Living their dream: Second Brown commits to Missouri
Missouri’s 2021 recruiting class is beginning to come together, and for Kaleb Brown, it will be a family affair.
Aug. 30, 2020
Kaleb Brown officially committed to play basketball at the University of Missouri on Monday, but he made his mind up long before then.
It was late at night in early August when Brown entered his parents’ room and told them MU was the school for him. Turning down offers from programs such as Minnesota, West Virginia and Mercer, the 17-year-old joined Anton Brookshire as the second commit in the Tigers’ 2021 class.
After a long process, Brown stuck it out with what he said was the Power Five school that was there from day one. The 6’6 point guard out of Huntsville, Ala. cited head coach Cuonzo Martin, his familiarity with the program, the promise of playing time and his brother already being there as some of the primary factors in his decision.
“It was a pretty obvious decision, but I still wanted to make sure that it was the right decision,” Brown said.
Coming to a decision
Brown left Lee High School on Monday to a phone blown up with congratulatory messages. While the sheer amount of texts and notifications rendered his phone useless, one message caught his eye. It came from MU junior guard Xavier Pinson, a player that he enjoys watching. It was something little, but it helped enforce the feeling that he made the correct choice.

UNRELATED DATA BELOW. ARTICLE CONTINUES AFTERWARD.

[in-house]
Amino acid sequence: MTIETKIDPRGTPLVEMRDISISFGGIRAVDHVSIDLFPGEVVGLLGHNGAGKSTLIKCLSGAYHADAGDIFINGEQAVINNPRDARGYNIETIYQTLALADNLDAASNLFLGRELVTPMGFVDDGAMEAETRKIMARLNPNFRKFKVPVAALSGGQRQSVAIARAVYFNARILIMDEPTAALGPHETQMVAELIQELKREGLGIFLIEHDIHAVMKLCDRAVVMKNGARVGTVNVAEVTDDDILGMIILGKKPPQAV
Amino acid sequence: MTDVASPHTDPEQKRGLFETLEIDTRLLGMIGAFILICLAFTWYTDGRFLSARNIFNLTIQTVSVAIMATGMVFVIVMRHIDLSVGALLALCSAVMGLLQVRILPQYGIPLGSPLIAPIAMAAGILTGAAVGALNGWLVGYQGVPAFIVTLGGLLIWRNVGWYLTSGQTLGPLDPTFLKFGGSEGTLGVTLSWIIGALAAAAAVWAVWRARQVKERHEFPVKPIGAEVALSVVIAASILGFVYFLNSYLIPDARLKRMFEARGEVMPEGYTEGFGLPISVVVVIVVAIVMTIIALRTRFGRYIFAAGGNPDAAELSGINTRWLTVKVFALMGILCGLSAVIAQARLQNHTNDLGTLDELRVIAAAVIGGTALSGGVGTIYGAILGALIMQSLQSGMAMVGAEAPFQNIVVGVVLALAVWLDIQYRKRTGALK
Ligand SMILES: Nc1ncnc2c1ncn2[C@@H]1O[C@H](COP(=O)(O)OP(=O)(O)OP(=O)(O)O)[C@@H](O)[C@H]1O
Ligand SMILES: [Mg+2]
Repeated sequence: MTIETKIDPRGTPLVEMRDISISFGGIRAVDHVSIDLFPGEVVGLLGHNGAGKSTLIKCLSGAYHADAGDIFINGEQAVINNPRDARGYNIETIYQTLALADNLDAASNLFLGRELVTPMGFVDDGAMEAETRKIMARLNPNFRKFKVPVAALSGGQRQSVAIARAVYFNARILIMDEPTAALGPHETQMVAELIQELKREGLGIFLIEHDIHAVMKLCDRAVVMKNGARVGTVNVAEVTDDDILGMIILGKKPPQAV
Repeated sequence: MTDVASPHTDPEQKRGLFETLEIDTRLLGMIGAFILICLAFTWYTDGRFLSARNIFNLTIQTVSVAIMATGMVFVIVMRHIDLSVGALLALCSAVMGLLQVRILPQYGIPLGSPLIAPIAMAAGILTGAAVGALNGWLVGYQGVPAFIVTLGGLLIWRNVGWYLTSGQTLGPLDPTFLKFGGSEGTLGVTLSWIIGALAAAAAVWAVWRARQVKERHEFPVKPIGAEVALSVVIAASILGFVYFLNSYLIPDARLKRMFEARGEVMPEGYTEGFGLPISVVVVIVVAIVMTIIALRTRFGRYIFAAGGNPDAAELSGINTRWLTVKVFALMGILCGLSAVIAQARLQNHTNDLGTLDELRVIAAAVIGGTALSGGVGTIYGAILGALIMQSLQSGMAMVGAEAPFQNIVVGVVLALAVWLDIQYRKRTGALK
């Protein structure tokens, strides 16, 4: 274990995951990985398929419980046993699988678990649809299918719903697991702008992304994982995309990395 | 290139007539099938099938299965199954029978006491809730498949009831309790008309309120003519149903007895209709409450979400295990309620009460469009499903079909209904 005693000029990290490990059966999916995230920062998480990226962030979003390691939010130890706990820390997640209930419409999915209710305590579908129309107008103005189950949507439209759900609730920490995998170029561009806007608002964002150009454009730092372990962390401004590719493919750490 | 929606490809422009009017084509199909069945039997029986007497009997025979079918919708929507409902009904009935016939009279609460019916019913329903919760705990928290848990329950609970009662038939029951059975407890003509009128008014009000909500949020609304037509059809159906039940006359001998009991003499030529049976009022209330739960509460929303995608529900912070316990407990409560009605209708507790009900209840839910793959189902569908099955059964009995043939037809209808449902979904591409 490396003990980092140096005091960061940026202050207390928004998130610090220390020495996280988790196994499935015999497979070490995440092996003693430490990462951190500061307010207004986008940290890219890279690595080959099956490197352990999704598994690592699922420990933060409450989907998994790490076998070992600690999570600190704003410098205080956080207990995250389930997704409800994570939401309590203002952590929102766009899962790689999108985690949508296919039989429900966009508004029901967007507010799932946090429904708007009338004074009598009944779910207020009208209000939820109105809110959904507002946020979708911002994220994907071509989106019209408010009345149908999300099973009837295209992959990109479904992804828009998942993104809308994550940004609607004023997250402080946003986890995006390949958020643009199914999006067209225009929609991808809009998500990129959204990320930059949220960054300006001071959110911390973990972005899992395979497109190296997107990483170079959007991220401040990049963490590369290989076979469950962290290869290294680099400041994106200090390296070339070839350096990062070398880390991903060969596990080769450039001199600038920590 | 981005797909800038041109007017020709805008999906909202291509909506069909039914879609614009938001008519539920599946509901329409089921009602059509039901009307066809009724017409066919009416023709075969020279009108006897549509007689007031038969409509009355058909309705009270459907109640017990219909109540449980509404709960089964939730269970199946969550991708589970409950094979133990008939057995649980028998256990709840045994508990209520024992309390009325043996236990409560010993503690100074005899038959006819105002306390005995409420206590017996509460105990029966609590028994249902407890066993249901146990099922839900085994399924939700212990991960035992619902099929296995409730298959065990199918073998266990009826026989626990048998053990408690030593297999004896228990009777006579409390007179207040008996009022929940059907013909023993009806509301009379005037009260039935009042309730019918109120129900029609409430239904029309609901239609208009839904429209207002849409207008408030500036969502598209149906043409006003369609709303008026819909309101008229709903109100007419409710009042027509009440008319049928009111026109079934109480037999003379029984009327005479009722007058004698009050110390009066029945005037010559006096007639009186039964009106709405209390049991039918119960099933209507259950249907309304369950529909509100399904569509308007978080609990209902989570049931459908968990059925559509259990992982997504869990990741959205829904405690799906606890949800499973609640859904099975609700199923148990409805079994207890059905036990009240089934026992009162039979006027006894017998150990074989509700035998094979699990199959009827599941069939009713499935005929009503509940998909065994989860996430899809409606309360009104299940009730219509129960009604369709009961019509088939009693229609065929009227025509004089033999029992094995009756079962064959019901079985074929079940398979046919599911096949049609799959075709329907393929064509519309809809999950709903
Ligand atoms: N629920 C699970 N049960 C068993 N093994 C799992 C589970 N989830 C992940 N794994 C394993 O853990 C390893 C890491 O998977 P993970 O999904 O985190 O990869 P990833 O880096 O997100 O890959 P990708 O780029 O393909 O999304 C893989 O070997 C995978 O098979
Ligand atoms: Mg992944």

While the pros far outweighed the cons, the decision to come to Columbia wasn’t always straightforward. When his brother, Kobe, committed to the Tigers in 2019, the signing was met with skepticism from fans and media alike. The initial pushback that his brother faced did enter his mind, but at the end of the day, Brown says that it’s just a part of basketball.
“He started to really sit down, write things down and realize that the common-sense move for him would be to go to Missouri because he liked everything about it,” Greg Brown, Kaleb’s high school coach and father, said. “He didn’t have to guess if he was being lied to, he didn’t have to worry about seeing the campus because he’s already seen the campus. There were so many factors at play to make a decision that made sense.”
Brown posted a video of his top six schools to Twitter on Aug. 18, but by then he knew that, barring any unforeseen circumstances, he would commit to MU. Martin and assistant coach Chris Hollender had been recruiting him for years, even after his brother initially committed to play at Texas A&M. Brown said he appreciated MU’s loyalty and that there was a comfort level that came from familiarity with the program and campus.
Not wanting to sway him in any way, Kobe Brown tried to avoid talking to his brother when it came to his recruitment. However, there were times that he reached out to their parents and expressed his suspicions that Brown was leaning toward MU.
Shortly before commiting, Kaleb finally broke the news to his brother.
”I told him after the top six video that I was going to Mizzou,” Brown said. “He was super excited, probably more excited than I was.”
Working toward the moment
Like many, Brown’s mind started to wander when he was kept off the court during the early stages of the COVID-19 pandemic. He talked about his future with trainer Kelly McCarty earlier this month, asking his mentor whether he believed that he truly was a Power Five point guard.